Jessica Draper's Reviews > Runemarks

Runemarks by Joanne Harris
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Aug 14, 2009

it was ok
Recommended to Jessica by: Online review
Recommended for: Someone who liked Norse mythology but wasn't particularly picky.
Read in August, 2009 , read count: 1

** spoiler alert ** Fair-to-middling fantasy. It's nice to see a book based on Norse mythology, but it would've been nicer if the book had been better. Joanne Harris is British, and the tone is extremely British, which is odd with the Norse gods running around--as were the occasional anachronisms in the way the characters talked, modern sarcasm and irony ("Duh!") that clashed with the medieval/old-timey setup. It also felt like Joanne had written a couple of scenes before she had the entire storyline in mind or had chosen a 14-year-old girl, Maddy, as the protagonist--the tone and focus shifts suddenly, and the sequences feel "older" than the rest. For example, one of the big moments of the climactic confrontation turns on a weirdly modern "men and women have totally different expectations" conversation, complete with the woman thinking "Men!" This, while Chaos is busting loose and all the Nine Worlds are in peril? With all the focus shifts, it felt like Joanne couldn't quite decide which of the characters she wanted to concentrate on, or how she felt about them. She clearly likes Loki, however, which makes him one of the more engaging characters; because he's the Trickster, and supposed to be charming, she gave him more lively dialog and initiative.

The other Aesir and Vanir come across as little more than name dropping, there to fill out the myth more than to really "live"--on the other hand, their behavior certainly mirrored the myths. They are all stupid, treacherous, selfish, and argumentative; real people wouldn't have stayed together so long without actually either making friends or coming to blows, but that's very common for the allegorical figures in myths, right? You've got the pantheon, and each of the gods have to act in line with their assigned roles. Thus, Thor's always a big bruiser, Freya's vain, etc., and none of them have souls so much as they have parts to play. That two-dimensionality clashed with the way Joanne treated the human types, who did react emotionally, change their minds, and follow logical consequences. For example, the humans quickly learned to distrust and fear Skadi, who'd proved herself not just dangerous but a literal maneater, but by the end, the "gods" seemed to forget or disregard the fact that she'd betrayed and tried to kill them. Psychic dissonance!

The biggest problem with the plot came from these "because I said so" interactions. The emergence of a villain who not only had amazing telepathic powers but also managed to gather a vast army of followers threw me out of the story, because Joanne never explained how the heck he managed to do it all, or why anyone would follow him, or why nobody had noticed after all these years. Yeah, big surprise, but definitely on the "What?!?" side rather than the "Wow!!" side. Maddy's feeling of relief and happiness at the end of the book comes out of the same area of left field--after everything that's happened, her conclusion that she's finally got a "family" was absolutely bizarre. These people had spent the entire time either ignoring her, arguing, and trying to kill each other--and she's glad that she's part of their group?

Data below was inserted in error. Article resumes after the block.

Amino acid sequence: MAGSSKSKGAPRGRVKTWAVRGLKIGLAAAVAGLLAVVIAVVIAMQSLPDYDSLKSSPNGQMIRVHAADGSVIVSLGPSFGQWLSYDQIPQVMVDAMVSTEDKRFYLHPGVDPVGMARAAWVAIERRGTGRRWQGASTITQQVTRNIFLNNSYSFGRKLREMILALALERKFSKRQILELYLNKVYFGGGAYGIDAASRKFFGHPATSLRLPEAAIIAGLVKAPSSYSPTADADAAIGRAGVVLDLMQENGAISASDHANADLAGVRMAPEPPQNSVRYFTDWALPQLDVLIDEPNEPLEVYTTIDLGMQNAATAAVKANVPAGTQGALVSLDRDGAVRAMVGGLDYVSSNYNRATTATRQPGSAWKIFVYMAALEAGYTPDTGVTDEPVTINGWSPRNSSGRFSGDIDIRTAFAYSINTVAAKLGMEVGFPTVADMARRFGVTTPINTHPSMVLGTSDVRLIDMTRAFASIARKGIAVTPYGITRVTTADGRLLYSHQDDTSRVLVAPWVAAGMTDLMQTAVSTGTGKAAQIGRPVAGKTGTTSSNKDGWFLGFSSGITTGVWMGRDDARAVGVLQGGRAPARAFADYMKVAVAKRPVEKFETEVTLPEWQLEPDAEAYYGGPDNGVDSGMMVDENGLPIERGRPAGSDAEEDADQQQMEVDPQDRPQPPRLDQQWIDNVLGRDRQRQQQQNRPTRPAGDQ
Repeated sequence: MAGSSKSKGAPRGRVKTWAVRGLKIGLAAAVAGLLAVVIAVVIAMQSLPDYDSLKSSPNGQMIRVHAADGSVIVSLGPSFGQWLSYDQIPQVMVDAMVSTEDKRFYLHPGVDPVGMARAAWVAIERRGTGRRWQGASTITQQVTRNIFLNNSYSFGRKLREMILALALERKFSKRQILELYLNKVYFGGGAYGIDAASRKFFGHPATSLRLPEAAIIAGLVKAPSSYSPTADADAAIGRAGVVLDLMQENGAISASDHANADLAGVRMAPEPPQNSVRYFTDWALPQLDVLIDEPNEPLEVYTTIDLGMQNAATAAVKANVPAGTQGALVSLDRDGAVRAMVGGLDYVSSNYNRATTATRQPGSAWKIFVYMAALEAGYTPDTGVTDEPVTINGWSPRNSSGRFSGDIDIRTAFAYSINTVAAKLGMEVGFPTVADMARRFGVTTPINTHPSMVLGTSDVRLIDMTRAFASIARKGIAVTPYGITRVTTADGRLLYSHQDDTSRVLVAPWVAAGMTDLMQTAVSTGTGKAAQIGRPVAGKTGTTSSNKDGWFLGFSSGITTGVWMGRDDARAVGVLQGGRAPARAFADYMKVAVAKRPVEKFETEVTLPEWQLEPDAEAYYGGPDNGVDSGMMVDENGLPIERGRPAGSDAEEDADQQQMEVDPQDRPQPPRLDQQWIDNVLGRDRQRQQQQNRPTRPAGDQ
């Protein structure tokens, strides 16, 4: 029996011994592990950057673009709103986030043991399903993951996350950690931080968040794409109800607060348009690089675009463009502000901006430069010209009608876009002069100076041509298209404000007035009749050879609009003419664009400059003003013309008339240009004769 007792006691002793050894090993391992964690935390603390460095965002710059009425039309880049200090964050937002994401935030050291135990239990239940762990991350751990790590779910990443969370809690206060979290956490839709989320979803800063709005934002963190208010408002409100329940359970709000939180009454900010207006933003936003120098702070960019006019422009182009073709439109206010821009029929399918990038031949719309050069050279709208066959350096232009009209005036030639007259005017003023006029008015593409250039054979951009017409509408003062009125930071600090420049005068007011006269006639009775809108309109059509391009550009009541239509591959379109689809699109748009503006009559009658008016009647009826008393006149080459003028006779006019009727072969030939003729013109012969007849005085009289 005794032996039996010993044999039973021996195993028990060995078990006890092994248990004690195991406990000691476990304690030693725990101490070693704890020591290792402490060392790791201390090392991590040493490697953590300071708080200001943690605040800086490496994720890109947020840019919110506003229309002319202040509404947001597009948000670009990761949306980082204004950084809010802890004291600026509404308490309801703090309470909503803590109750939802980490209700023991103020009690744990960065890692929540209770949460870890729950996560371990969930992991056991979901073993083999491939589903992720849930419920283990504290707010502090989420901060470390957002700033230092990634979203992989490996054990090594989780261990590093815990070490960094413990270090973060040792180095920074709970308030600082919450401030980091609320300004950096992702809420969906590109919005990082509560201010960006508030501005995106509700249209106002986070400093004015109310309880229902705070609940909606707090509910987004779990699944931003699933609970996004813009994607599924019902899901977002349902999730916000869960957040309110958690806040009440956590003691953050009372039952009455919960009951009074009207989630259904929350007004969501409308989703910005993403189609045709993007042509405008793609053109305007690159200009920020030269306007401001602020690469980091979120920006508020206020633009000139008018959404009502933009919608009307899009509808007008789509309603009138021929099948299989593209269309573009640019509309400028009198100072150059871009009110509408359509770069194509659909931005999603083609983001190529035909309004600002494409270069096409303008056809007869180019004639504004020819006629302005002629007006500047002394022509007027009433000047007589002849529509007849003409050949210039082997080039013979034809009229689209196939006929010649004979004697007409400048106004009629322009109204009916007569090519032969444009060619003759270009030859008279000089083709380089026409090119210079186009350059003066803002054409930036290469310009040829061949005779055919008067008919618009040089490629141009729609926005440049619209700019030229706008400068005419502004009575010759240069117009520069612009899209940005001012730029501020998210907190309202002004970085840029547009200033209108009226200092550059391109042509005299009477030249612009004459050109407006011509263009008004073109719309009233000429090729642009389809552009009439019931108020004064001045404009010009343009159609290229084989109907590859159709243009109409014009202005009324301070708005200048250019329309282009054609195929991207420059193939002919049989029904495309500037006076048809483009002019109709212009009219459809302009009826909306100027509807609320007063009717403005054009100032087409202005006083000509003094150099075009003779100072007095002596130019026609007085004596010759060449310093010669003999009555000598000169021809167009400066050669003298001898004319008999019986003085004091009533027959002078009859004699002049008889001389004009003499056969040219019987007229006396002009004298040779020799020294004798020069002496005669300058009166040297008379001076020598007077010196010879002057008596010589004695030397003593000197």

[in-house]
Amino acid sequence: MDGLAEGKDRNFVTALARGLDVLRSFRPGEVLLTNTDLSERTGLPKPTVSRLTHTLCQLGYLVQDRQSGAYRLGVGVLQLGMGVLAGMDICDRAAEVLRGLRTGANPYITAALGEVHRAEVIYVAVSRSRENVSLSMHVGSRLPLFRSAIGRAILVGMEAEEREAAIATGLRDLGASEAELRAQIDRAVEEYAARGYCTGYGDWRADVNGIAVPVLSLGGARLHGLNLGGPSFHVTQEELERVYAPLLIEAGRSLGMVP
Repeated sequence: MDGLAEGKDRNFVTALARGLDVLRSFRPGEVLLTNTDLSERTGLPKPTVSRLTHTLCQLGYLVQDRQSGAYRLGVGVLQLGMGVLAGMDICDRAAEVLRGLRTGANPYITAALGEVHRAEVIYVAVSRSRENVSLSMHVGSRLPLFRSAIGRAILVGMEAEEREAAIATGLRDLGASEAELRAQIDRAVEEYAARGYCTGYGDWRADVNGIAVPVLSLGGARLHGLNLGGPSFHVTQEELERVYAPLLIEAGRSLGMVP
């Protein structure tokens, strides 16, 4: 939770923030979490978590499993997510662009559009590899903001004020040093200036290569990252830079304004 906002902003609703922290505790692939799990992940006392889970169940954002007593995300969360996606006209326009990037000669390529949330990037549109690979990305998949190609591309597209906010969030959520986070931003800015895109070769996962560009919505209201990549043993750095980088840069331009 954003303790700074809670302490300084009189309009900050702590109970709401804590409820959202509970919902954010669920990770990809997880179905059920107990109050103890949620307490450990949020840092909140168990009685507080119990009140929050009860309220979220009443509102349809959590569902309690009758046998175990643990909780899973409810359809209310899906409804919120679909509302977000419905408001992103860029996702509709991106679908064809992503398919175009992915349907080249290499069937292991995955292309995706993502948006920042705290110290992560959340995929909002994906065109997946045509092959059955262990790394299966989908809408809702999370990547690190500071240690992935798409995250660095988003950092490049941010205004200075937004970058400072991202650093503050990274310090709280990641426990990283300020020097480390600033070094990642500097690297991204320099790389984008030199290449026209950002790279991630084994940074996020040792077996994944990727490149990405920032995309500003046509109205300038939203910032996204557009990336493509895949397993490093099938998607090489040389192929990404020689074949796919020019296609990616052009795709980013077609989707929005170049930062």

Logic, clearly, is not the book's strong suit. But one brain-itching part of that illogic does come from the mythology itself. Everybody's fighting, Loki's afraid of getting killed, nobody wants to die--but we spend a fair amount of the book actually in Hel and Netherworld, where all the dead are stored (can't really say they're living there), and several of the Aesir (including Loki) have actually been dead before. So where does this fear of death come from? Given the setup, dying is more like getting misdirected--instead of ending up in Asgard, you're stuck in the Black Fortress until you can figure out a way to escape, or until somebody comes and frees you. Which makes the "deaths" of two characters in the final confrontation even weirder: if you go to Hel when you die, but you die in Hel, where does your soul end up? If there's no more than the Nine Worlds, where else is there to go? It doesn't say that the soul (or Aspect, to use the term in the book) is utterly destroyed, but it also doesn't explain how a soul can end up someplace other than the Underworld.

But then, metaphysics aren't really the book's strong suit. For the villainous Order, it feels like Joanne lazily copped bits from Anglicanism without the actual doctrinal underpinnings, and everybody uses "gods" as an exclamation/expletive--including the gods themselves--without any kind of reference to an actual divine belief. So why would everybody use that particular term? It's the kind of careless writing that hurt the book for me.
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